This is the second installment of a report on the Tahel conference entitled, “The Jewish Community Confronts Violence and Abuse.” In part one, Rabbi Yuval Cherlow addressed the question, “Is Religion the Solution or the Problem?” Dr. James Cantor spoke on Pedophilia and the Brain.
Rabbi Yosef Blau, spiritual supervisor for Yeshiva University and a well-respected advocate for abuse victims, spoke after Rabbi Cherlow. He began by agreeing with every word of Rabbi Cherlow.
Rabbi Blau noted that Jewish law is often interpreted in a private and formal way. But when making halachic decisions, we also need to consider the societal and moral implications. Like Rabbi Cherlow, he gave examples of how religious practices and rulings can interfere with advocacy for victims and prevention of future abuse.
- Definition of rape. If a teacher tempts a 14-year-old girl to have sex with him, secular law considers it statutory rape. But according to Jewish law, it is consensual. With girls under 12, the age of bat mitzvah, anything but full intercourse may be technically permissible even when the relations are not consensual. These halachot are used to justify not reporting abuse, and even to allow abusers to have continued access to victims.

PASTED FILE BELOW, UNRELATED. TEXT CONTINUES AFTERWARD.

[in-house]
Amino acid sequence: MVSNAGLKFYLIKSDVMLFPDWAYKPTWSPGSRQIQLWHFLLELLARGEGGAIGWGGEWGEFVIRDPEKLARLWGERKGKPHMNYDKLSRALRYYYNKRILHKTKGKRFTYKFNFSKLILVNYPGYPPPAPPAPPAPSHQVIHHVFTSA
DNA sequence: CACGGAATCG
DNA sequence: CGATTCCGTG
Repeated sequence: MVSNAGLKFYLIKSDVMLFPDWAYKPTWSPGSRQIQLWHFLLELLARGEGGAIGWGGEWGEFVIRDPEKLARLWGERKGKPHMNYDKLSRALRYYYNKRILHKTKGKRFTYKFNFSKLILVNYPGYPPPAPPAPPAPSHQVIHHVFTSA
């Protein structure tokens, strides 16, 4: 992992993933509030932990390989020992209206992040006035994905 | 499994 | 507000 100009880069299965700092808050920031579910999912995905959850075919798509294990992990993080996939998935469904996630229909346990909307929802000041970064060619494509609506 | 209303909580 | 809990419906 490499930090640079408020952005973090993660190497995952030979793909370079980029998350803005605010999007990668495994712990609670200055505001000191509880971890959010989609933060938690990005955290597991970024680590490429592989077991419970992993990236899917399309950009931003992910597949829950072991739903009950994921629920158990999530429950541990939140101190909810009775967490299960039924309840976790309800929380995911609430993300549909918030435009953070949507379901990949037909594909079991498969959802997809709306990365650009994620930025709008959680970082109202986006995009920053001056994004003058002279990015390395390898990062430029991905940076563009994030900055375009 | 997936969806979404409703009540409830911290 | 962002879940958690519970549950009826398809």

- Mesirah. Mesirah is the prohibition of reporting a Jew to the secular authorities for a crime. But rabbis have ruled that this only applies in places that have institutionalized anti-Semitism. Just like the mishnah says that we trust a doctor about whether it is permitted to fast on Yom Kippur, we need to consult with psychologists and other trained therapists in cases of molestation and abuse. Rabbis are not the experts in this area.
- Hillul Hashem, the desecration of God’s name. But who is responsible for the hillul Hashem, the person reporting on the abuse, or the person abusing victims? There’s no question that abuse occurs in our communities, and pretending it doesn’t only makes the problem worse. Too many rabbis deny abuse and even when they want to deal with it, they don’t understand the issues involved.
- Kosher witnesses. Children cannot serve as kosher witnesses in a Jewish law court. But no one is stupid enough to abuse a child in front of adult witnesses. According to the arbiter Shoel Umeishiv, children’s accounts of abuse are enough to disqualify a teacher.
In my next post, I’ll share Rabbi Cherlow’s comments, in the question and answer session, about the top three reasons for divorce in the religious community.